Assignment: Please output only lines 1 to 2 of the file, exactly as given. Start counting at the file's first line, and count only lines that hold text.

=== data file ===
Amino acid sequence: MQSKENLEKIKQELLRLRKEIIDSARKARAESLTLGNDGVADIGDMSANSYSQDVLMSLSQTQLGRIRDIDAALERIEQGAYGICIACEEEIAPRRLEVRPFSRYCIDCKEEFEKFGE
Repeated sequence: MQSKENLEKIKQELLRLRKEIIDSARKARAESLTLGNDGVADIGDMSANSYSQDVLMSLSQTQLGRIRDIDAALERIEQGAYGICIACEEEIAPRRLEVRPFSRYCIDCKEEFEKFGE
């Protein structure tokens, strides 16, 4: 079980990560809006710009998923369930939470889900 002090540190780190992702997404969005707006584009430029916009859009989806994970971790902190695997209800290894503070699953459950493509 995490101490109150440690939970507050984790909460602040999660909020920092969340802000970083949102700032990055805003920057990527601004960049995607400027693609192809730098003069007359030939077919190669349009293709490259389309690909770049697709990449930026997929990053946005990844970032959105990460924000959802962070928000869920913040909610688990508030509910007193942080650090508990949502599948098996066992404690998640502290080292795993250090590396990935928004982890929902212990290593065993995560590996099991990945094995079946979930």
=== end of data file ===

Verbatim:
Amino acid sequence: MQSKENLEKIKQELLRLRKEIIDSARKARAESLTLGNDGVADIGDMSANSYSQDVLMSLSQTQLGRIRDIDAALERIEQGAYGICIACEEEIAPRRLEVRPFSRYCIDCKEEFEKFGE
Repeated sequence: MQSKENLEKIKQELLRLRKEIIDSARKARAESLTLGNDGVADIGDMSANSYSQDVLMSLSQTQLGRIRDIDAALERIEQGAYGICIACEEEIAPRRLEVRPFSRYCIDCKEEFEKFGE